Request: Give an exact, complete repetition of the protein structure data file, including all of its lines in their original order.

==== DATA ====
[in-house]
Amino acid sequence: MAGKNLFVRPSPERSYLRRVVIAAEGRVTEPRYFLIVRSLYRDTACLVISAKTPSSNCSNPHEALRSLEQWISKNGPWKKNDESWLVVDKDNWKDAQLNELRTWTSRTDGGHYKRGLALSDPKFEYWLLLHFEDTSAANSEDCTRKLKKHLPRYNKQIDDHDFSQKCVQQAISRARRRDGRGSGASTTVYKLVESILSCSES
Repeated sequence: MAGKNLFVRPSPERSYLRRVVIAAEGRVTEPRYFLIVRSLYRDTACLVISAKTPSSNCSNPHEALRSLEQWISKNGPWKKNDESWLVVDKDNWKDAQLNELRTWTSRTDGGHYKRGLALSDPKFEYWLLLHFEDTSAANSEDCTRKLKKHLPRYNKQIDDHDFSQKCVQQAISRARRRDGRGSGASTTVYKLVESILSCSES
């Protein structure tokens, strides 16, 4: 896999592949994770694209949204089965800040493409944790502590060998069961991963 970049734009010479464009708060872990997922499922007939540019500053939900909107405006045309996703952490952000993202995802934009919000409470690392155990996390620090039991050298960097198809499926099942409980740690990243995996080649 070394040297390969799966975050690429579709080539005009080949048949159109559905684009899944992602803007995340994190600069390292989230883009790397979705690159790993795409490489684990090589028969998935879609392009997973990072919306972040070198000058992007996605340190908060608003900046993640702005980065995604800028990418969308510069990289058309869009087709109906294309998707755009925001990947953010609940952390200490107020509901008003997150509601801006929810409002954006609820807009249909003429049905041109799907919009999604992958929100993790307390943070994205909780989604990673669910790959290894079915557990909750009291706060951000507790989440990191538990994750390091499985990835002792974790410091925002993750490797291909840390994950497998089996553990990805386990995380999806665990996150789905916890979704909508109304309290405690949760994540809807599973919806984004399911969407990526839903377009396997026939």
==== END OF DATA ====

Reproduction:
[in-house]
Amino acid sequence: MAGKNLFVRPSPERSYLRRVVIAAEGRVTEPRYFLIVRSLYRDTACLVISAKTPSSNCSNPHEALRSLEQWISKNGPWKKNDESWLVVDKDNWKDAQLNELRTWTSRTDGGHYKRGLALSDPKFEYWLLLHFEDTSAANSEDCTRKLKKHLPRYNKQIDDHDFSQKCVQQAISRARRRDGRGSGASTTVYKLVESILSCSES
Repeated sequence: MAGKNLFVRPSPERSYLRRVVIAAEGRVTEPRYFLIVRSLYRDTACLVISAKTPSSNCSNPHEALRSLEQWISKNGPWKKNDESWLVVDKDNWKDAQLNELRTWTSRTDGGHYKRGLALSDPKFEYWLLLHFEDTSAANSEDCTRKLKKHLPRYNKQIDDHDFSQKCVQQAISRARRRDGRGSGASTTVYKLVESILSCSES
């Protein structure tokens, strides 16, 4: 896999592949994770694209949204089965800040493409944790502590060998069961991963 970049734009010479464009708060872990997922499922007939540019500053939900909107405006045309996703952490952000993202995802934009919000409470690392155990996390620090039991050298960097198809499926099942409980740690990243995996080649 070394040297390969799966975050690429579709080539005009080949048949159109559905684009899944992602803007995340994190600069390292989230883009790397979705690159790993795409490489684990090589028969998935879609392009997973990072919306972040070198000058992007996605340190908060608003900046993640702005980065995604800028990418969308510069990289058309869009087709109906294309998707755009925001990947953010609940952390200490107020509901008003997150509601801006929810409002954006609820807009249909003429049905041109799907919009999604992958929100993790307390943070994205909780989604990673669910790959290894079915557990909750009291706060951000507790989440990191538990994750390091499985990835002792974790410091925002993750490797291909840390994950497998089996553990990805386990995380999806665990996150789905916890979704909508109304309290405690949760994540809807599973919806984004399911969407990526839903377009396997026939």